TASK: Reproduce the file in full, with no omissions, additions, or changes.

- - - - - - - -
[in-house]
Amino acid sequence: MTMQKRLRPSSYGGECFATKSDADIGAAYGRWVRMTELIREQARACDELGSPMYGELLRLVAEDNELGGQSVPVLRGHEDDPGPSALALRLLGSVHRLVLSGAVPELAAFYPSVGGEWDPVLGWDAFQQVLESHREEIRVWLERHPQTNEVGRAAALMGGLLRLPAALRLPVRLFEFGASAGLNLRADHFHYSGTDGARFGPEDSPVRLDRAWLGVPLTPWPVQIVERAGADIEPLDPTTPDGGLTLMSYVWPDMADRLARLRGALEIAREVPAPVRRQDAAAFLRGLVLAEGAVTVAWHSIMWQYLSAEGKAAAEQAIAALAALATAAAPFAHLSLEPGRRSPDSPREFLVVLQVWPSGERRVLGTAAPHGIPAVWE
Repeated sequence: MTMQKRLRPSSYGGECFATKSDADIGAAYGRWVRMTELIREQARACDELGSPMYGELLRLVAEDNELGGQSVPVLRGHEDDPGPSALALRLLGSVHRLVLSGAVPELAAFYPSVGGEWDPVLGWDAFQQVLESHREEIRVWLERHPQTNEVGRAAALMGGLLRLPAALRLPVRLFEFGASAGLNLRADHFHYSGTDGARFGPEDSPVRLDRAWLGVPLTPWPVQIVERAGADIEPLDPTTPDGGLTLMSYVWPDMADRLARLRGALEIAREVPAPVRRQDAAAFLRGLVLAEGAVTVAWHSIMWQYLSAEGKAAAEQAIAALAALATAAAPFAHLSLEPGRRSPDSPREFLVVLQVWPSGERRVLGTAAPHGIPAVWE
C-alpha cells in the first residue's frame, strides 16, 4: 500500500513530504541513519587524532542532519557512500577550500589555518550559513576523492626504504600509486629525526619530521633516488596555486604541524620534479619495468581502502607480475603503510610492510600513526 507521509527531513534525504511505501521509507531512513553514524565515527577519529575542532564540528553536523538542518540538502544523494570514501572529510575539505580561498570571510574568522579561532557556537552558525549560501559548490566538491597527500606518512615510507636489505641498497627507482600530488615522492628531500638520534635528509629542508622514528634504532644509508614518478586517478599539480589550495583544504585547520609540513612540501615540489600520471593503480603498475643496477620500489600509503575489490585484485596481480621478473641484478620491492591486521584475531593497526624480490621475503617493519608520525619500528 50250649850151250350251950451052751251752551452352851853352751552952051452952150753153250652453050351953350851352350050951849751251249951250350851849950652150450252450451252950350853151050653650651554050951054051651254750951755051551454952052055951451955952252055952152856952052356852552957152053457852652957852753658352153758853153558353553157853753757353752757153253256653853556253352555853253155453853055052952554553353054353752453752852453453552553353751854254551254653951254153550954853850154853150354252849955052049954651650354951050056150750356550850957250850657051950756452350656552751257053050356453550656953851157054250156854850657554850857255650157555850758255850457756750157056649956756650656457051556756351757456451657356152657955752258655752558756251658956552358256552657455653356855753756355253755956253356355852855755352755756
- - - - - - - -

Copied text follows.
[in-house]
Amino acid sequence: MTMQKRLRPSSYGGECFATKSDADIGAAYGRWVRMTELIREQARACDELGSPMYGELLRLVAEDNELGGQSVPVLRGHEDDPGPSALALRLLGSVHRLVLSGAVPELAAFYPSVGGEWDPVLGWDAFQQVLESHREEIRVWLERHPQTNEVGRAAALMGGLLRLPAALRLPVRLFEFGASAGLNLRADHFHYSGTDGARFGPEDSPVRLDRAWLGVPLTPWPVQIVERAGADIEPLDPTTPDGGLTLMSYVWPDMADRLARLRGALEIAREVPAPVRRQDAAAFLRGLVLAEGAVTVAWHSIMWQYLSAEGKAAAEQAIAALAALATAAAPFAHLSLEPGRRSPDSPREFLVVLQVWPSGERRVLGTAAPHGIPAVWE
Repeated sequence: MTMQKRLRPSSYGGECFATKSDADIGAAYGRWVRMTELIREQARACDELGSPMYGELLRLVAEDNELGGQSVPVLRGHEDDPGPSALALRLLGSVHRLVLSGAVPELAAFYPSVGGEWDPVLGWDAFQQVLESHREEIRVWLERHPQTNEVGRAAALMGGLLRLPAALRLPVRLFEFGASAGLNLRADHFHYSGTDGARFGPEDSPVRLDRAWLGVPLTPWPVQIVERAGADIEPLDPTTPDGGLTLMSYVWPDMADRLARLRGALEIAREVPAPVRRQDAAAFLRGLVLAEGAVTVAWHSIMWQYLSAEGKAAAEQAIAALAALATAAAPFAHLSLEPGRRSPDSPREFLVVLQVWPSGERRVLGTAAPHGIPAVWE
C-alpha cells in the first residue's frame, strides 16, 4: 500500500513530504541513519587524532542532519557512500577550500589555518550559513576523492626504504600509486629525526619530521633516488596555486604541524620534479619495468581502502607480475603503510610492510600513526 507521509527531513534525504511505501521509507531512513553514524565515527577519529575542532564540528553536523538542518540538502544523494570514501572529510575539505580561498570571510574568522579561532557556537552558525549560501559548490566538491597527500606518512615510507636489505641498497627507482600530488615522492628531500638520534635528509629542508622514528634504532644509508614518478586517478599539480589550495583544504585547520609540513612540501615540489600520471593503480603498475643496477620500489600509503575489490585484485596481480621478473641484478620491492591486521584475531593497526624480490621475503617493519608520525619500528 50250649850151250350251950451052751251752551452352851853352751552952051452952150753153250652453050351953350851352350050951849751251249951250350851849950652150450252450451252950350853151050653650651554050951054051651254750951755051551454952052055951451955952252055952152856952052356852552957152053457852652957852753658352153758853153558353553157853753757353752757153253256653853556253352555853253155453853055052952554553353054353752453752852453453552553353751854254551254653951254153550954853850154853150354252849955052049954651650354951050056150750356550850957250850657051950756452350656552751257053050356453550656953851157054250156854850657554850857255650157555850758255850457756750157056649956756650656457051556756351757456451657356152657955752258655752558756251658956552358256552657455653356855753756355253755956253356355852855755352755756